Crabgrass is an opportunistic weed that is likely to take over your lawn if you don’t implement proper lawn care and weed control mechanisms. Thousands of crabgrass seeds are potentially lying dormant in your lawn waiting for the right temperature to germinate.
Spring is the best time to apply a pre-emergent crabgrass preventer to your lawn. Spray when the soil temperature reaches 55 to 60 degrees Fahrenheit for 3 to 4 consecutive days. Apply before rains preferably in the morning when the weather is calm and sunny.
When to apply crabgrass preventer
Understanding when crabgrass germinates is an essential step in controlling the weed for good. Crabgrass is a warm-season annual plant with a lifespan of one year. While alive, a single crabgrass can produce over a hundred thousand seeds which are left behind to germinate.
Crabgrass preventers target the weed before it emerges through the soil. The best time to apply the preventer is when the crabgrass seed has germinated. Crabgrass seeds usually germinate from early spring to late summer when the soil temperature ranges reach 55-60 degrees Fahrenheit.
This means that, before you apply your crabgrass preventer, take a soil thermometer and track the soil temperature for several days or one week.
Alternatively, you can tell when soil temperatures are rising by simply observing the blooming of plants such as forsythia shrubs, lilac bushes, and pears. These plants reach full bloom at soil temperatures that also activate crabgrass germination.
How to measure soil temperature
Checking soil temperature is very essential in planting seeds and controlling weeds. This is usually done using a soil thermometer. Purchase a glass bulb with a metal point at your local garden store. To correctly measure soil temperature:
- Follow the label directions on the package to learn how to use the soil thermometer
- Make a pilot hole using a screwdriver to avoid damaging the device while pushing in the soil
- Measure the right depth of the soil, go slightly deeper beyond the top layer of the soil
- Provide shade in sun for an accurate reading, you may use your hand or any item
- Take multiple readings at different times and for several days to get a pattern
How does a crabgrass preventer work?
A crabgrass preventer is a pre-emergent herbicide formulated to target and kill the germinating seed of weeds before the shoot emerges from the soil. The chemical also works by inhibiting seed germination and root development of grass seed.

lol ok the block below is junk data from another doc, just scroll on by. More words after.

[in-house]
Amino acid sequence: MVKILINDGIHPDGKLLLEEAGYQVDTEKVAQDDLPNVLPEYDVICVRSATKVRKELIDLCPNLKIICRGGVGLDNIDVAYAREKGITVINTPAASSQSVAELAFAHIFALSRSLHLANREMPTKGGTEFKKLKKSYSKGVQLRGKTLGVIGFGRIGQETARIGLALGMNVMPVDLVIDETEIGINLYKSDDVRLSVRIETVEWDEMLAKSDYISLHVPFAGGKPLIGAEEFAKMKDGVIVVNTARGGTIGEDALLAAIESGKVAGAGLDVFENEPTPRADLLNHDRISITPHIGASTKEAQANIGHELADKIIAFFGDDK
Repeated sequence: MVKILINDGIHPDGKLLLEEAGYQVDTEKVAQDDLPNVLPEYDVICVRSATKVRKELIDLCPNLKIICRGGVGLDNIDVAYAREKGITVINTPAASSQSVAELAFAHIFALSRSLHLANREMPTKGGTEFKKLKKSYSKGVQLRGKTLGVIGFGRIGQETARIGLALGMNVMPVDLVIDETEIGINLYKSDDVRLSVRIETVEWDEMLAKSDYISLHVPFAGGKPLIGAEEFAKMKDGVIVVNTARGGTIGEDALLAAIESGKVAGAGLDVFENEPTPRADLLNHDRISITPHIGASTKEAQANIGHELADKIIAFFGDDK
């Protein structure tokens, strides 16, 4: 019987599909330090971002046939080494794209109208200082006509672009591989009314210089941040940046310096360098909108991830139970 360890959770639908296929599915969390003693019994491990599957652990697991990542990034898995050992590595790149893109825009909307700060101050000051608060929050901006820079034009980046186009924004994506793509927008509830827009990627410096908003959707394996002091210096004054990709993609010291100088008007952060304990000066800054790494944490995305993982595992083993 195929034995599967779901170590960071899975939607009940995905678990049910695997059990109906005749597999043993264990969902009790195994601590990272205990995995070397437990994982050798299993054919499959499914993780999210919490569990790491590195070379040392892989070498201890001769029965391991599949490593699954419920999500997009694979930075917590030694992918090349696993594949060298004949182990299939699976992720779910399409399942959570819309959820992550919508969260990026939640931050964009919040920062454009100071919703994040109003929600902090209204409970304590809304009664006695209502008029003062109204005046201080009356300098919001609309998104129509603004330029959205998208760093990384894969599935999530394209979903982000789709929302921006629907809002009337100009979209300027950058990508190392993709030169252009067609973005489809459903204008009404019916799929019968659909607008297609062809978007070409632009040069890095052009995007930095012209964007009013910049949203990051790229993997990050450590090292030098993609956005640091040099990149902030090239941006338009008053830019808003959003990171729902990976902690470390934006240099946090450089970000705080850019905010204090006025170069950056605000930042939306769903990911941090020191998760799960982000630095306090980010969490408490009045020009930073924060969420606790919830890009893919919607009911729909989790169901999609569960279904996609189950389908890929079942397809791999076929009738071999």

Any overseeding can only be done after two to four months following the spraying of the pre-emergent herbicide. For newly seeded lawns or sod, apply the herbicide after you’ve mowed your lawn three times to avoid killing the new grass seedlings.
Don’t dethatch or aerate the lawn after applying a crabgrass pre-emergent herbicide, as this can break the chemical barrier of the herbicide rendering it ineffective.
Be sure to apply the preventer uniformly across your lawn without missing a spot. This is where the weed can find a chance to sprout.
Consider re-applying with the pre-emergent herbicides for an effective outcome. Most weed seeds do not all germinate at once. Therefore, re-application can help kill some of the later-germinating seedlings.
How to kill the existing crabgrass
Once crabgrass has germinated and sprouts through the soil, the application of a preventer will no longer be viable. The quickest way to kill existing crabgrass plant is to use a post-emergent herbicide that targets a plant and not a seed.
Before using your crabgrass killer, understand whether it’s selective or non-selective. Selective herbicides target a specific category of weeds or plants while non-selective herbicide kills all types of plants including lawn grasses.
It is also important to read product the label instructions carefully and understand. Every weed killer comes with a label listing the type of grasses to use on. Usually, St. Augustine and centipede grass are susceptible to most herbicides that don’t harm other lawn grasses.
A post-emergent herbicide for crabgrass should be applied in early summer. Spray the crabgrass killer on visible crabgrass plants on a calm, sunny day when temperatures do not exceed 90 degrees Fahrenheit.
You may need to reapply the herbicide to completely kill mature crabgrass but do it 4 to 10 days apart.
Using chemical herbicides to control weeds is usually not the best of the options. Herbicides contain toxic ingredients that also affect other lives and destabilize soil conditions.
It is still possible to get rid of crabgrass naturally. Corn Gluten meal is an organic pre-emergent that is effective in controlling crabgrass.
Crabgrass likes invading bare spots and areas with thinning grass in a lawn. Proper seed planting, watering, and mowing can minimize the chances of crabgrass weeds. A well-manicured dense lawn will typically keep away weeds.
- Timing crabgrass preemergence applications in an early spring – Kevin Frank, Michigan State University, Department of Plant, Soil and Microbial Sciences
- Managing Crabgrass in Home Lawns – University of Illinois Extension
- Crabgrass and its Control – David Bayer, UW-Extension, Outagamie County
- Proper Timing for Crabgrass Preventers – Paul C Hay, Extension Educator University of Nebraska-Lincoln Extension in Gage County